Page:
The digital revolution is well underway, fast transforming and reshaping how we transport logistics and mobility.
But when it comes to mobility, despite considerable improvements in recent years, digitization is yet to make its full impact felt.
Too much of the logistics business remains paper based, and where data is available electronically, its sharing is limited, due mainly by a lack of inter-operability and business connections.
The rules for transporting goods internationally are covered by the United Nations Convention on the Contract for the International Carriage of Goods by Road (CMR Convention).
This is an instrument of international private law adopted on 19 May 1956 governing the contractual relations for the international carriage of goods by road between the sender, the carrier and the consignee.
In the road transport sector, CMR consignment notes are one of the key documents for cross-border operations.
It is an official document on shipments between senders and transporters, providing a paper trail of the logistics transfer and is an essential document held by the driver of the truck in relation to the load carried.
There are some 150-200 million CMRs and other consignment notes used annually in Europe for international trips, with this number skyrocketing to approximately 1 billion if national freight transport is included.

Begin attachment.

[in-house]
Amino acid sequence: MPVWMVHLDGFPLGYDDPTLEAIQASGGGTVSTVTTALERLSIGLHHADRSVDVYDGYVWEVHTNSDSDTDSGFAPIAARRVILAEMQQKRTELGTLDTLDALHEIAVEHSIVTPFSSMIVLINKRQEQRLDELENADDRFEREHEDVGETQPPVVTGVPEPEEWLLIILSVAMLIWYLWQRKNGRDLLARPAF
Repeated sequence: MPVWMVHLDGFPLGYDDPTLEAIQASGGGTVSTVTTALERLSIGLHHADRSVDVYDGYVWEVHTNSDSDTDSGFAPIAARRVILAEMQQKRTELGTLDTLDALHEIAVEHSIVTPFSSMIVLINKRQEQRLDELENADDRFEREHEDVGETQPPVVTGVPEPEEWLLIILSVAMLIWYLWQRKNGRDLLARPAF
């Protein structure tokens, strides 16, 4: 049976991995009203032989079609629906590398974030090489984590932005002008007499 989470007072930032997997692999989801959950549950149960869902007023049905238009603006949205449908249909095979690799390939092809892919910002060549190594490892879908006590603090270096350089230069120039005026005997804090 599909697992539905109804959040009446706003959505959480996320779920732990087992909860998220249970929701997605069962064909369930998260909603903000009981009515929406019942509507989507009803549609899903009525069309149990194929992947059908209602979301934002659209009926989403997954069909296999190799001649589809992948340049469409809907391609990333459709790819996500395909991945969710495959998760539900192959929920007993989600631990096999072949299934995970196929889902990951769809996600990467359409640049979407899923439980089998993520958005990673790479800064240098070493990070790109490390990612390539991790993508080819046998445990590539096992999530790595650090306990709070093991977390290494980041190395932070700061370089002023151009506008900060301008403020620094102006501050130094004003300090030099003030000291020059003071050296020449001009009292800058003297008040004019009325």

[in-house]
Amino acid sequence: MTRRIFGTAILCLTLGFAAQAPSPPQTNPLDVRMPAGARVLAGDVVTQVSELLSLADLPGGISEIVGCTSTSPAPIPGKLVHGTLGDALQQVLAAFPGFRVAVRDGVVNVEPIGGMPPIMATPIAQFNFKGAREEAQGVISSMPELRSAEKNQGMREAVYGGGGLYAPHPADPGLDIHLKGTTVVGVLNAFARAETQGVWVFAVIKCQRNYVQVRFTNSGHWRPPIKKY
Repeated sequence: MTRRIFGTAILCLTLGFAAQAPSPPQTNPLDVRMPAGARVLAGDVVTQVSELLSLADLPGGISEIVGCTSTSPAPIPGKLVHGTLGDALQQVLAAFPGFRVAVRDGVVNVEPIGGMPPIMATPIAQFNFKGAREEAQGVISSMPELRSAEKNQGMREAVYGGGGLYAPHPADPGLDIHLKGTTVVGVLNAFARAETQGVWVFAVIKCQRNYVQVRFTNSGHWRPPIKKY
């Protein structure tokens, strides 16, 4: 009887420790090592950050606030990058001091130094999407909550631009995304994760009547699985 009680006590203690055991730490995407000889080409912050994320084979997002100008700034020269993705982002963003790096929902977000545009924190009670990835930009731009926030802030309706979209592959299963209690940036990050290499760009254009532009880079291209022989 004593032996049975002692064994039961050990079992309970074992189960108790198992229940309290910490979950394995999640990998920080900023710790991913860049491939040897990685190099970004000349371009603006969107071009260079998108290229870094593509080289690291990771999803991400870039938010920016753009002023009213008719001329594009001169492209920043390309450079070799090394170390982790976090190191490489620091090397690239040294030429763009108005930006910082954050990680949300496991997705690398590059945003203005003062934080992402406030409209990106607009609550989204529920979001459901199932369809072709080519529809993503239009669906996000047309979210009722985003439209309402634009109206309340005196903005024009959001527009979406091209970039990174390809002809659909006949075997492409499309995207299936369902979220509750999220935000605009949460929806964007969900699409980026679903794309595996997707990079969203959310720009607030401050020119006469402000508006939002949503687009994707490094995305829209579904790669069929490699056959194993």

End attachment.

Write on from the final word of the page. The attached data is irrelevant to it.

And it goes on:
That is a colossal amount of paper to use in this age of digitization.
Aside from the environmental implications of using paper, by digitizing CMR some 38-44% of time could be saved on administrative tasks such as completing, formatting, printing, checking, signing and cross-checking each paper CMR.
Digitization’s onward march is infiltrating, and improving, every aspect of our day to day lives, and it’s no different for the road transport industry.
There is no doubt that electronic documents and data sharing will increase transparency, accuracy and speed of business processes.
Still, the industry is eager for a large scale uptake of e-CMR to alleviate one current situation – whereby it’s not uncommon for payments to be delayed by days, sometimes weeks, because transport operators need to show signed CMR papers. In an industry that depends on single digit profit margins, cash flow equals survival.
Imagine, for a moment, a transport operator. The company uses two million sheets of paper to transport one million vehicles per year. Apply this average figure over the whole of Europe, and this equates to 16.5 million vehicles transported and a monumental 33 million sheets of paper.
This amount of used paper represents an entire ecosystem – we could save a potential 135 tonnes of wood each year by getting on the digitization wagon.
And we can’t ignore the bottom line – the increased transparency, accuracy and speed that digitization brings will directly benefit the road transport operator.
To help address CMR’s economic and environmental impact, in February 2008, a protocol was added to the CMR Convention, which requested that CMR could be managed electronically, using ‘e-CMR’.